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Disco in the Borders
The flags were flying in Galashiels, Coldstream and Kelso as I drove through those towns recently in the new Land Rover Discovery. Alas, these colourful chains of bunting were not in appreciation of the Discovery 4 but for the Common Ridings that take place each year.
The new Discovery might be worthy of a fanfare of trumpets or indeed a flypast by the Red Arrows, as it is in my opinion the best one ever. I can recall being equally enthusiastic about this British-built car when the last effort was launched, as it put right all the little annoying idiosyncrasies that ‘Disco’ owners knew of only too well. This model went on to win more than 100 international awards, yes it was a world beater.
Now, with the Discovery 4 there is much more to this car than the perfunctory changes to headlights, bumpers and grille that is often the qualification of a new model. On the surface, the Disco has been given a new face and its grille is now of a horizontal aspect thus imparting a softer look than the tall and functional previous “H” arrangement. Its headlights and rear lenses have LED daytime running lights that sparkle like diamonds in the front and rubies in the rear.
But apart from this prettification of the exterior the real Disco 4 begins its journey under the bonnet and in its passenger cabin. The new interior has been dramatically changed and it has a much more premium feel about it. I dare say it might even be likened to that of the Range Rover or Range Rover Sport and it has simple but significant features such as LED interior mood lighting that cast halos around interior door handles and pockets.
It is clearly a car that is not going to welcome muddy boots as its carpets are not made of rubber but for farmers that are looking for a good, solid vehicle with decent ground clearance and the ability to do serious off-roading the Disco should be considered.
I liked being behind the wheel of this vehicle and felt comfortable with the logic of switches in the console that is now inclined towards the driver and the heated steering wheel with it’s remote audio and cruise controls. It is a truly perfect and comfortable environment.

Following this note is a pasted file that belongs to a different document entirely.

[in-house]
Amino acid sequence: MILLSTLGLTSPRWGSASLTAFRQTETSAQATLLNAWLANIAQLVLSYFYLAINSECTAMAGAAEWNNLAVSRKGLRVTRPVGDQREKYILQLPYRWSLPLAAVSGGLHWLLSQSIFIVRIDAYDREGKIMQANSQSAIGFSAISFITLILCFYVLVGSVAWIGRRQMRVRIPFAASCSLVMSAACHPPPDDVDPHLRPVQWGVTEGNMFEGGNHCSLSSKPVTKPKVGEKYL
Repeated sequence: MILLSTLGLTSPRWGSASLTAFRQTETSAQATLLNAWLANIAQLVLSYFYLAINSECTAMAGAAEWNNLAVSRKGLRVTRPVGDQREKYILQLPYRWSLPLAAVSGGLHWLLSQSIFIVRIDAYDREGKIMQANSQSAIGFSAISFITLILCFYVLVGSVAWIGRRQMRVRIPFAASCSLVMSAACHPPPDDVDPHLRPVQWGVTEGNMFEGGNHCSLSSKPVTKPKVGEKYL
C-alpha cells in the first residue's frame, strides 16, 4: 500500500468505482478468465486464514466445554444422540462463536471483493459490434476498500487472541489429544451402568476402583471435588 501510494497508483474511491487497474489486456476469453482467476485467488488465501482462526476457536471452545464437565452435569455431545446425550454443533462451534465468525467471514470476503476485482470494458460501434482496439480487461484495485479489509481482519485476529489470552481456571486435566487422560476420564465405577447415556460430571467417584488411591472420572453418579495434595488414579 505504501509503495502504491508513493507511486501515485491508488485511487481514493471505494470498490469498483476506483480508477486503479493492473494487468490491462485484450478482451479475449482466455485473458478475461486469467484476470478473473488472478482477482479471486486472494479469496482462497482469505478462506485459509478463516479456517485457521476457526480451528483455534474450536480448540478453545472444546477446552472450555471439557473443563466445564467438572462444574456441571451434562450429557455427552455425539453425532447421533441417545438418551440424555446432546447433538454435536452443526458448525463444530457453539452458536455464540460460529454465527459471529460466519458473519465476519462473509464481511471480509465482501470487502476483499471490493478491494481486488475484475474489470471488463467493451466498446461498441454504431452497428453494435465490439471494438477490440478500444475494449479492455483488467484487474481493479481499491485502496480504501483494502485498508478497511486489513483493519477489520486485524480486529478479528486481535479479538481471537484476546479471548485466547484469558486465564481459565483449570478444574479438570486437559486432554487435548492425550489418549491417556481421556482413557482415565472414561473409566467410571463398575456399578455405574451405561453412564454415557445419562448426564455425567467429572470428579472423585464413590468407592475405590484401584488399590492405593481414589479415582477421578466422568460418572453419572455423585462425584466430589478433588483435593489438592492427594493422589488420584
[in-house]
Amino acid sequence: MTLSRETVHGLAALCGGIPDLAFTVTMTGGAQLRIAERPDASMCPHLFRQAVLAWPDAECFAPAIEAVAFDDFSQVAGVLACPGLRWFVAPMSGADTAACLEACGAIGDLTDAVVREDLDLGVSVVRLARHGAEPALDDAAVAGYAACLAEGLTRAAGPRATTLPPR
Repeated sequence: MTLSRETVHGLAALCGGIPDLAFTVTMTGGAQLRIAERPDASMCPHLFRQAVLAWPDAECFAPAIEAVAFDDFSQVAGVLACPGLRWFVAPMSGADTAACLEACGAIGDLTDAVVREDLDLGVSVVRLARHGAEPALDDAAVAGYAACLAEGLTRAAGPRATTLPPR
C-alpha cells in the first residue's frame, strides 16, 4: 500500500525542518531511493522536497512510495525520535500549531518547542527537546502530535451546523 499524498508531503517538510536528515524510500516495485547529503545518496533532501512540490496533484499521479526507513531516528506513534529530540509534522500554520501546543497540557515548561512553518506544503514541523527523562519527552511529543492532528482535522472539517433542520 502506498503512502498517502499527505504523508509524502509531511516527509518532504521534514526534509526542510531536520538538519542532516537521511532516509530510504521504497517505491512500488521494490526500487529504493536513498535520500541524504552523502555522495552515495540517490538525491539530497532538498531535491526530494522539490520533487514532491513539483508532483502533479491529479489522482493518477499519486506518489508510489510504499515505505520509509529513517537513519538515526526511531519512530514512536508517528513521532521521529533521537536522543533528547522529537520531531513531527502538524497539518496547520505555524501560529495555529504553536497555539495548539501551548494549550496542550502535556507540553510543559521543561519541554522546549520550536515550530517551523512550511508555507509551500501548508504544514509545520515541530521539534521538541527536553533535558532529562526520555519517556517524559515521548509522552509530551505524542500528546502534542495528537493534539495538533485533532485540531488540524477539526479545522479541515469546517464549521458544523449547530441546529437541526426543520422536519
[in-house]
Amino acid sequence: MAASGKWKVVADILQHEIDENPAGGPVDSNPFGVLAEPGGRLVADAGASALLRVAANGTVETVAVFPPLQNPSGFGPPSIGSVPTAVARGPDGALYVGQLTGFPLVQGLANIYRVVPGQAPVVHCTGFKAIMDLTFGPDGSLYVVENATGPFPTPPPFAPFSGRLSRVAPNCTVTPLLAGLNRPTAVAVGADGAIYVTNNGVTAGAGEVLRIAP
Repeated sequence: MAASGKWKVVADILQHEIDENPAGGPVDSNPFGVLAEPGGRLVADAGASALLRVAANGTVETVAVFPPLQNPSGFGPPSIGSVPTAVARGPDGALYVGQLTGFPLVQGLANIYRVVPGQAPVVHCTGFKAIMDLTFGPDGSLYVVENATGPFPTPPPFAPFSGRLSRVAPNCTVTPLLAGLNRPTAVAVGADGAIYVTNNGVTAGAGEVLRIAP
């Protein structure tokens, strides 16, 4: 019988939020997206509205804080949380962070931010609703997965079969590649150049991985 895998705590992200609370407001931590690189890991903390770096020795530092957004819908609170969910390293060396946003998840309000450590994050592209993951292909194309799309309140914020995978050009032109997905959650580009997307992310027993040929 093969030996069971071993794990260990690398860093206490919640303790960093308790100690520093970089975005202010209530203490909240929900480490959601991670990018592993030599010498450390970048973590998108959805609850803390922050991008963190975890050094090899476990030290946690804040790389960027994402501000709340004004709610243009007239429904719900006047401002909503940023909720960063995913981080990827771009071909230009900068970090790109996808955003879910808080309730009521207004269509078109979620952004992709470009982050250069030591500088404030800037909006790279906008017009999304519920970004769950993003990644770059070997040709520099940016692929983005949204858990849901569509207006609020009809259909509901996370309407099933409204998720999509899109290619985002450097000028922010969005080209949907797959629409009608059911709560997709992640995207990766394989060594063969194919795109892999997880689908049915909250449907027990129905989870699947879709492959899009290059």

On the road the Discovery 4 has never been better. The ride quality, handling and smooth flow of power is pleasingly excellent and there is hardly any noise ingress in the cabin. I am proud that this British-built. Engineers have lowered the car’s centre of gravity with new suspension knuckles and the effect is that the Disco 4 does not feel that it is about to lose grip on corners.
It is unlikely that owners are going to risk taking their £35k+ Discovery along tree-enveloped burns and up and down tight, muddy tracks but I went off-road on the Duke of Roxburghe’s land where a Land Rover Experience course has been constructed. They say the course has been “naturally engineered”, however, it is the best and longest that I have ever encountered and the Discovery did not falter on the way.
Mind you it is all done through the in-built technologies although there is a little driver skill involved. I suppose you must have faith that hill descent control is going to do its job, especially when the bonnet is rocking over a near-vertical precipice and you are reminded to keep your feet firmly planted on the floor and under no circumstances touch the brake pedal.
Disco 4 has one other trump card in its superb new three-litre diesel engine that has been co-developed with Jaguar. It is smooth, implausibly quiet and powerful. It will also please those, whose buying criteria include economy and emissions, which have been improved on both counts.
There are many more features to this car such as towing assist, surround cameras, keyless entry and automatic high beam assist but more than anything the Discovery 4 has matured into a rather more sophisticated and refined vehicle that is gradually losing its utilitarian status even though it is a worthy mountain rescue vehicle.
Cost: from £34 495 - £47 695
Engine: 3.0 TDV6
0-60mph: 9 seconds